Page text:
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by Dan Limmer

The problem of suicide and depression in the emergency services is noteworthy and prominent in daily conversation. Stress from a single traumatic incident or a career of calls can take down the best provider. Concepts like post traumatic stress disorder, previously thought of in military; and caregiver fatigue, previously used in long-term care and families, have appropriately made their way to EMS.

I spent some time this morning reading through the stories and memorials at codegreencampaign.org. Code Green is a non-profit whose mission is to raise awareness of mental health conditions such as depression and suicide in the EMS population. If you haven’t, please stop by and read a few of the stories there.

I also saw a story from EMS1.com about the Ambulance Wish Foundation in the Netherlands who provides last wishes via ambulance rides. EMS humorist and paramedic Steve Berry has a similar program here in the states.

These two sources this morning both dealt with death, albeit from totally different perspectives. They caused me to ask the question I lead with: Does it hurt to care more?

Of course the answer to why people feel stress and commit suicide is very complex–and very individual. It may vary by the type of stress, the type of person, the strength of a support system—and many more factors. Some people come into EMS with some pretty serious personal baggage. It doesn’t make them bad. EMS allows many to feel better by helping others.

Joy and pain

Quote from Kelly Grayson- Paramedic, Educator, Author, and Blogger

Public safety can be cruel though. We come in looking for a profession that will make us happy. The excitement fills a need. Yet we find the excitement is fleeting. The routine is burdensomely boring. Our personal issues begin to exacerbate with added stress. Then add a traumatic or critical incident.

Of course, just looking at the prevalence of mental health issues in society (depression at 8-12% worldwide, some sources place the US as high as 17%) we are looking at a significant number of our providers having some sort of pre-existing condition coming in the door—and before any stressors.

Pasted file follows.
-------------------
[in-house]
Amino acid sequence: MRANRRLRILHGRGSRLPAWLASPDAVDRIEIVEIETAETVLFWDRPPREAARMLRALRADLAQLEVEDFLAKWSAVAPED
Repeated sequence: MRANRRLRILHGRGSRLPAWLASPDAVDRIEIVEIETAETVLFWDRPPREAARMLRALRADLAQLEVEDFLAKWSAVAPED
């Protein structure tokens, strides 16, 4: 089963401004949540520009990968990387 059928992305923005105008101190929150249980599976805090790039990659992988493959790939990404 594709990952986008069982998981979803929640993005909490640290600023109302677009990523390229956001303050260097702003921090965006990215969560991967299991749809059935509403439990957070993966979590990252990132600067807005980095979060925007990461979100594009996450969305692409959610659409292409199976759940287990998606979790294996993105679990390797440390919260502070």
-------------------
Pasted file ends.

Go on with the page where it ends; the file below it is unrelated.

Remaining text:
Why am I mentioning this? Because depression is a significant risk factor for suicide.

I know that many people I worked with over the years have depression. They took meds. In no way does that mean they can’t be a successful EMS provider. Addiction, marital problems and other things are also risk factors for suicide. It doesn’t mean that a separated person or one who is in Alcoholics Anonymous can’t be in EMS either.

Why do some of us go through day-to-day with minimal stress while others succumb? Why does one call cripple one provider and leave another unscathed? Ultimately it is an individual issue.

Sometimes it is a combination of stressors. Ongoing work stress, then one incident puts a provider over the edge. For others, factors at home build and the stress finally surfaces at work. Sometimes there is no obvious reason—other than the fact that we are human and amazingly strong until the moment we aren’t.

The answer to the question that started this article is: No. No it doesn’t hurt more to care. I think it helps to care more—and it hurts to deny your feelings and hold them inside. Care deeply about your patients. But also care deeply about yourself and your colleagues. This caring may indeed be the thin green line between life and death.

Postscript: Read a first hand account of an EMT of 11 years and how the cumulative stress took a mental toll that was finally lessened by talking to and sharing with other responders with their own burdens.

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